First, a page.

The True Meaning of Red Ribbon Week

Thomas Perez, Staff Writer

During the week of October 24-27, the students of Los Fresnos High School were allowed to dress up in special attire coordinated throughout the week. The process of dressing in special or themed attire is attributed to Drug Prevention Week, but what exactly is the origin and purpose of this specific week? 

Drug Prevention Week, also known as Red Ribbon Week, was originally started in the late 1980’s after the death of Drug Enforcement Agent Enrique Camarena, who was brutally murdered and tortured by drug traffickers he was investigating in Mexico. 

In order to spread awareness about the severity of drugs and the cause that Enrique stood for, members in his hometown of Calexico, California, began to wear red ribbons in his honor. Eventually, the red ribbon movement grew not only in California, but across the nation.

Specifically in our district, the process of dressing up is supposed to help those remember what Red Ribbon Week stands for, however throughout the years that the “dress up” week has been implemented in school, it seems as though many feel that the awareness aspect has been long forgotten.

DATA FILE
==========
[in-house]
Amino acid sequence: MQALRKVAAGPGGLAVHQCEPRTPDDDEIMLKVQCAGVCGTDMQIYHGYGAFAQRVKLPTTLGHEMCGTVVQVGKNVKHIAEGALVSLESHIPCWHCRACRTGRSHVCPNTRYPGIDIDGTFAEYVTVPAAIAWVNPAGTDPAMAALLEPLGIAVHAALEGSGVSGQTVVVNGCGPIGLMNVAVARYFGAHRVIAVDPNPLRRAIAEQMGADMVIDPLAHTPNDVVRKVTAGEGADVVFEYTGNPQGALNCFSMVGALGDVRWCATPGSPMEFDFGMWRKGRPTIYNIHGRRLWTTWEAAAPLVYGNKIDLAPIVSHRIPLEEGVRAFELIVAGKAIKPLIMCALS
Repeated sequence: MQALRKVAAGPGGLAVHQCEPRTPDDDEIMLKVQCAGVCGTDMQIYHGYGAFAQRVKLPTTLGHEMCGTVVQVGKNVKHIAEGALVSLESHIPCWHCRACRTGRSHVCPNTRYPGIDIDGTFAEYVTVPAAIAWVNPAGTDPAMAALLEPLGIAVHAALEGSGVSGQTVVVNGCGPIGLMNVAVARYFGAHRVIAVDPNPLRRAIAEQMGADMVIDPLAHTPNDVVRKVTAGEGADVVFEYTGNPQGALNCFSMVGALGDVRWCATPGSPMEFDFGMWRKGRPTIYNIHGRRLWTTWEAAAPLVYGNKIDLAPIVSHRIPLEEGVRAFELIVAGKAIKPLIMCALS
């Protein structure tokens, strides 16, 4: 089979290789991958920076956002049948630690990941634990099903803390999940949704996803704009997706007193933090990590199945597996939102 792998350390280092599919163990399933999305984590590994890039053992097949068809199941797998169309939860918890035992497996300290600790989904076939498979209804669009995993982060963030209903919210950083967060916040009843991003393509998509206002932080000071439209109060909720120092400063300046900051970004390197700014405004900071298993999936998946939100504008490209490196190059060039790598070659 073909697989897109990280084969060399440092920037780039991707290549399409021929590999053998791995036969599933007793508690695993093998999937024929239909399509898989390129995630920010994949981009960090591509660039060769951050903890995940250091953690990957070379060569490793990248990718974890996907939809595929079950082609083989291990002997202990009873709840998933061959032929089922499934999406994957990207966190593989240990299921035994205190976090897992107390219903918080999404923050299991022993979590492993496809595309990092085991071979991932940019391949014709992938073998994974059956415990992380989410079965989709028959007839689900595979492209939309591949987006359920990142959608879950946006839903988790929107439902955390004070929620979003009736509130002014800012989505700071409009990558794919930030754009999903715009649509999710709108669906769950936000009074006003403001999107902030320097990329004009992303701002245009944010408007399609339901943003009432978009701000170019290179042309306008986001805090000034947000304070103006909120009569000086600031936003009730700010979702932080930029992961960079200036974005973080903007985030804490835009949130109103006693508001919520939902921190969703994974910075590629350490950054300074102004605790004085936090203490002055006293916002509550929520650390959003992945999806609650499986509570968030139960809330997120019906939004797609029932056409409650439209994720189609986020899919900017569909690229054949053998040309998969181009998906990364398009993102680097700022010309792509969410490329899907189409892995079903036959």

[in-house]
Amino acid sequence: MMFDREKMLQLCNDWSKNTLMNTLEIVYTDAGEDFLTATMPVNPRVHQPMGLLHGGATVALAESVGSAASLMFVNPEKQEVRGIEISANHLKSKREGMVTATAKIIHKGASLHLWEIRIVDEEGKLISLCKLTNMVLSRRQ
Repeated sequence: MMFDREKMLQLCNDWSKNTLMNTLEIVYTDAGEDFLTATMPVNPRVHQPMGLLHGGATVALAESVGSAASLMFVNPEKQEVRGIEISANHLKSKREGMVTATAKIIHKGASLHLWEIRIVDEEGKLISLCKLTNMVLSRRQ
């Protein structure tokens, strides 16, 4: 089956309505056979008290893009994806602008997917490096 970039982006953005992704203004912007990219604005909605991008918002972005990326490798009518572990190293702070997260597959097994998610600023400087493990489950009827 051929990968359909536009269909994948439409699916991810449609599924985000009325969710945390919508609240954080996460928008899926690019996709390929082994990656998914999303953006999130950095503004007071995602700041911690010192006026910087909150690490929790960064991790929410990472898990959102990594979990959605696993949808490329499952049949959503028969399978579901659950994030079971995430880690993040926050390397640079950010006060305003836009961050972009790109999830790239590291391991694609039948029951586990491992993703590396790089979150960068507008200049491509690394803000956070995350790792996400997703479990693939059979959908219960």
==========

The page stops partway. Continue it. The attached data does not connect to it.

Janisa Barboza, Vice President of the LFHS Student Council, which organizes the Red Ribbon Week festivities, believes that Red Ribbon Week is crucial to spreading the awareness of drugs. However, she also believes that turning it into a fun week may not be the best approach to spread awareness.

“It’s fun to dress up, but it seems as though it contradicts the message sometimes,” Barboza said. 

Counselor LeeAnn Barreda believes that Red Ribbon Week is important and is hopeful that students will actually learn from the message while also participating in festivities.

“I hope they give it some thought, rather than just dress up,” Barreda said.

Although many students have forgotten about the true importance of Drug Prevention Week, the message of Red Ribbon Week does not come down to the celebrations, but instead, rests solely on the ideologies of students, teachers, and administrators, alike.